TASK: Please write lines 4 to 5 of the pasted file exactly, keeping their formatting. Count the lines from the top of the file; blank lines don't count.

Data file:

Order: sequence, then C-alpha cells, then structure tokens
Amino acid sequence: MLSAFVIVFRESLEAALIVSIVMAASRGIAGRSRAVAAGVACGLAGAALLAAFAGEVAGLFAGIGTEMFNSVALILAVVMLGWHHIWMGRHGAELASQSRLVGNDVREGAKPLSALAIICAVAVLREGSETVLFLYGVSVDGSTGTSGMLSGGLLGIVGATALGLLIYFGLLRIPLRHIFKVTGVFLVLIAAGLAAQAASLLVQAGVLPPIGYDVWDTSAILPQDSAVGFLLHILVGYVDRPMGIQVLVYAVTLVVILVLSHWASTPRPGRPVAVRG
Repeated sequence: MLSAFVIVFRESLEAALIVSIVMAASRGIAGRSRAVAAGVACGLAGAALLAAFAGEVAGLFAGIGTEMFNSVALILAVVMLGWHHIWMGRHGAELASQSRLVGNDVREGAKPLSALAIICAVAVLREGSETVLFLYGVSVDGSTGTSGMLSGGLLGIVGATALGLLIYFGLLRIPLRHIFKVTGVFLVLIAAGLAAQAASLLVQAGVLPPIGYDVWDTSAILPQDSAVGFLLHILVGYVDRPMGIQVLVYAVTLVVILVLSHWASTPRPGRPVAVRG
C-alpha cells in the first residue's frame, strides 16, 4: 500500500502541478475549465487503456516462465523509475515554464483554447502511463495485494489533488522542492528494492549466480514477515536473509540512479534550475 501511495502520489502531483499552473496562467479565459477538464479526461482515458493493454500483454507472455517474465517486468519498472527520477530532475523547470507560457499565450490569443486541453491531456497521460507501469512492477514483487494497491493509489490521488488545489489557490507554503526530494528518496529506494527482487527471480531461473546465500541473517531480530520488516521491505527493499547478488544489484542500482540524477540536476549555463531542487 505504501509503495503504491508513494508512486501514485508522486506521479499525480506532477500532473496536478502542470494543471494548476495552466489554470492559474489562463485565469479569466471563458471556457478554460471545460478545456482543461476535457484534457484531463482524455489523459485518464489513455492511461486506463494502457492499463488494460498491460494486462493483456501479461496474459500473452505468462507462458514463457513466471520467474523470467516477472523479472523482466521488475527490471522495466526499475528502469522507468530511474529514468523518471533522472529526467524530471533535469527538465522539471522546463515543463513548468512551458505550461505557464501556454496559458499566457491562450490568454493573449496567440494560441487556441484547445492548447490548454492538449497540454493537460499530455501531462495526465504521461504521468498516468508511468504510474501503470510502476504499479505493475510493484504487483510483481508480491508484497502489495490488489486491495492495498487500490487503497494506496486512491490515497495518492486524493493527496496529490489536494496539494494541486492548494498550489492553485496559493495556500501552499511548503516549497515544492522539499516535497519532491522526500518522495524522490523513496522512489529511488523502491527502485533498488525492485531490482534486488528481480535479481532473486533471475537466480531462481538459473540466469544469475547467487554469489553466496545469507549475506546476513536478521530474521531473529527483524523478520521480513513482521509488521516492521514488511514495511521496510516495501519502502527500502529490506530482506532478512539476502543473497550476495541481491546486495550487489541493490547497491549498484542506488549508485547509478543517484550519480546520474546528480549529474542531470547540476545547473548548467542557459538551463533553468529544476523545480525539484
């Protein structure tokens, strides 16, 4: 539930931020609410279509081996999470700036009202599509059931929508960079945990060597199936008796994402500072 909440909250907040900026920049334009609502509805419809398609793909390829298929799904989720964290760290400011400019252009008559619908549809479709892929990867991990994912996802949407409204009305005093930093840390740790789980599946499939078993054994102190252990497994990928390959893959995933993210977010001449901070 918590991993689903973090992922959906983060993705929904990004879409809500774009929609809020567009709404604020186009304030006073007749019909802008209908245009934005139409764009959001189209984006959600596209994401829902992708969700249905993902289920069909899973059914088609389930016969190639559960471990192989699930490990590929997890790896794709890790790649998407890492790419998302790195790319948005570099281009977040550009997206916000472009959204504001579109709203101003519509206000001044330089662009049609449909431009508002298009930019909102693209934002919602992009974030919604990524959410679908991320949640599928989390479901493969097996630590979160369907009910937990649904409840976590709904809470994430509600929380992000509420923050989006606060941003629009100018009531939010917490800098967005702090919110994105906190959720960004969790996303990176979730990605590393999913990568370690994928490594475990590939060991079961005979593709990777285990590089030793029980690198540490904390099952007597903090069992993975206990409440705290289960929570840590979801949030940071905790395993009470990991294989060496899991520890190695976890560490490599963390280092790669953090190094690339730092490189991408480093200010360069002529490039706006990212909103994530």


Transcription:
C-alpha cells in the first residue's frame, strides 16, 4: 500500500502541478475549465487503456516462465523509475515554464483554447502511463495485494489533488522542492528494492549466480514477515536473509540512479534550475 501511495502520489502531483499552473496562467479565459477538464479526461482515458493493454500483454507472455517474465517486468519498472527520477530532475523547470507560457499565450490569443486541453491531456497521460507501469512492477514483487494497491493509489490521488488545489489557490507554503526530494528518496529506494527482487527471480531461473546465500541473517531480530520488516521491505527493499547478488544489484542500482540524477540536476549555463531542487 505504501509503495503504491508513494508512486501514485508522486506521479499525480506532477500532473496536478502542470494543471494548476495552466489554470492559474489562463485565469479569466471563458471556457478554460471545460478545456482543461476535457484534457484531463482524455489523459485518464489513455492511461486506463494502457492499463488494460498491460494486462493483456501479461496474459500473452505468462507462458514463457513466471520467474523470467516477472523479472523482466521488475527490471522495466526499475528502469522507468530511474529514468523518471533522472529526467524530471533535469527538465522539471522546463515543463513548468512551458505550461505557464501556454496559458499566457491562450490568454493573449496567440494560441487556441484547445492548447490548454492538449497540454493537460499530455501531462495526465504521461504521468498516468508511468504510474501503470510502476504499479505493475510493484504487483510483481508480491508484497502489495490488489486491495492495498487500490487503497494506496486512491490515497495518492486524493493527496496529490489536494496539494494541486492548494498550489492553485496559493495556500501552499511548503516549497515544492522539499516535497519532491522526500518522495524522490523513496522512489529511488523502491527502485533498488525492485531490482534486488528481480535479481532473486533471475537466480531462481538459473540466469544469475547467487554469489553466496545469507549475506546476513536478521530474521531473529527483524523478520521480513513482521509488521516492521514488511514495511521496510516495501519502502527500502529490506530482506532478512539476502543473497550476495541481491546486495550487489541493490547497491549498484542506488549508485547509478543517484550519480546520474546528480549529474542531470547540476545547473548548467542557459538551463533553468529544476523545480525539484
């Protein structure tokens, strides 16, 4: 539930931020609410279509081996999470700036009202599509059931929508960079945990060597199936008796994402500072 909440909250907040900026920049334009609502509805419809398609793909390829298929799904989720964290760290400011400019252009008559619908549809479709892929990867991990994912996802949407409204009305005093930093840390740790789980599946499939078993054994102190252990497994990928390959893959995933993210977010001449901070 918590991993689903973090992922959906983060993705929904990004879409809500774009929609809020567009709404604020186009304030006073007749019909802008209908245009934005139409764009959001189209984006959600596209994401829902992708969700249905993902289920069909899973059914088609389930016969190639559960471990192989699930490990590929997890790896794709890790790649998407890492790419998302790195790319948005570099281009977040550009997206916000472009959204504001579109709203101003519509206000001044330089662009049609449909431009508002298009930019909102693209934002919602992009974030919604990524959410679908991320949640599928989390479901493969097996630590979160369907009910937990649904409840976590709904809470994430509600929380992000509420923050989006606060941003629009100018009531939010917490800098967005702090919110994105906190959720960004969790996303990176979730990605590393999913990568370690994928490594475990590939060991079961005979593709990777285990590089030793029980690198540490904390099952007597903090069992993975206990409440705290289960929570840590979801949030940071905790395993009470990991294989060496899991520890190695976890560490490599963390280092790669953090190094690339730092490189991408480093200010360069002529490039706006990212909103994530």